Report: Auburn changed grades and bribed players
It wouldn't be an offseason in college football unless Auburn wasn't linked to yet another scandal.
US PRESSWIREGene Chizik became used to various allegations while at Auburn.
According to a report by former New York Times and Sports Illustrated writer Selena Roberts, members of the football program had players' grades changed to make them eligible, offered them cash for numerous reasons, including to prospective NFL Draft picks in order for them to return for their senior seasons, and violated NCAA recruiting rules under then-head coach Gene Chizik.
On her website, Roopstigo.com, Roberts provides a report in which former Tigers state that as many as nine players' grades were changed before the team's win over Oregon in the BCS national championship game following the 2010 season.
Former wide receiver Darvin Adams told Roberts that coaches offered him cash to remain at the school, while former defensive lineman Mike Blanc and safety Mike McNeil said the amount of cash reached "several thousand dollars." McNeil told Roberts that he specifically had a meeting in 2007 with then-defensive coordinator Will Muschamp in which he was given cash.
"I had no clue what [the meeting] was about because I'd never directly asked him for anything," McNeil told Roberts. "He slid about $400 over to me. He went into a drawer and gave me money and said, 'Is this enough? Is this good?' And I said, 'Yeah, I'm good.'"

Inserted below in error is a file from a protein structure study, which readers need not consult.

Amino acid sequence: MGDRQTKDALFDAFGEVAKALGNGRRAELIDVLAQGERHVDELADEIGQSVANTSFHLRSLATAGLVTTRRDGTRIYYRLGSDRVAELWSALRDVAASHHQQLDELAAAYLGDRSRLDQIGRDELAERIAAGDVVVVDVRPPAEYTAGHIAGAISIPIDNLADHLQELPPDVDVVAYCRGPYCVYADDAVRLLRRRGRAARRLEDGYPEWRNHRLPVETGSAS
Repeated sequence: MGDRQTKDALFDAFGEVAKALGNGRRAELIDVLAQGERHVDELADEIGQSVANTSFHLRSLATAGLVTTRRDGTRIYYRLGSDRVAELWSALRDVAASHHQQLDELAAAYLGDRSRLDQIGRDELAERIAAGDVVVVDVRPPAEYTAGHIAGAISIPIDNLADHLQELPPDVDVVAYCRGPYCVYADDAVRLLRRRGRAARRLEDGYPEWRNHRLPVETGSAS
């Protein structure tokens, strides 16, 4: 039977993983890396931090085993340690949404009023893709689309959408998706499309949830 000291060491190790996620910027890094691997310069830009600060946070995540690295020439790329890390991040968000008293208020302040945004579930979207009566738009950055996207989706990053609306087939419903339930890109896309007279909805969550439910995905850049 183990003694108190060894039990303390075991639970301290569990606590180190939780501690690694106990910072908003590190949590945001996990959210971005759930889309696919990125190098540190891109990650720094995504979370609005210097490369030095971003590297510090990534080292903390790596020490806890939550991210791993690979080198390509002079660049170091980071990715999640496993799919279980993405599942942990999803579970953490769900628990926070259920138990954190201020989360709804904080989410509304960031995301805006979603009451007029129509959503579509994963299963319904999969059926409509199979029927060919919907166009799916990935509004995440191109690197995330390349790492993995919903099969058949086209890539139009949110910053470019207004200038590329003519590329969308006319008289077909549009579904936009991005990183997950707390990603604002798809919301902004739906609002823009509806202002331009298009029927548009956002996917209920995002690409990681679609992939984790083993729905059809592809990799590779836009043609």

McNeil is currently awaiting trial for an armed robbery that landed former teammate Antonio Goodwin a 15-year prison sentence.
Former defensive back Nieko Thorpe told Roberts that Auburn threatened players' scholarships in a team meeting if they contacted McNeil, Goodwin, Shaun Kitchens or Dakota Mosley, all of whom were involved in the incident that would eventually imprison Goodwin. McNeil told Roberts that he feels Auburn used him as a scapegoat when the program was dealing with allegations surrounding star quarterback Cam Newton.
Roberts, who is an Auburn graduate, defended her story to AL.com on Wednesday evening in light of several former players denying knowledge of any wrongdoing by the football program and saying that they were misquoted in Roberts' report. Thorpe also tweeted that he was "misquoted."
These allegations all occured under Chizik, who was fired after a 3-9 season in 2012.
While these allegations certainly will make anyone associated with college football take notice, the one aspect that raised eyebrows for me was the idea that even "several thousand dollars" would prevent a borderline NFL prospect from leaving school early when there would be a lot more to earn in the NFL.
Will this report pique the interest of the NCAA? Keep in mind that not too long ago four former Auburn players told HBO's Real Sports that they had received improper benefits. However, the players ultimately either never spoke to NCAA investigators or they didn't provide enough evidence for the case to move forward.
We'll see how this plays out, but at this point it almost seems par for the course for the folks on The Plains to be facing allegations, albeit ones that could be damning if true.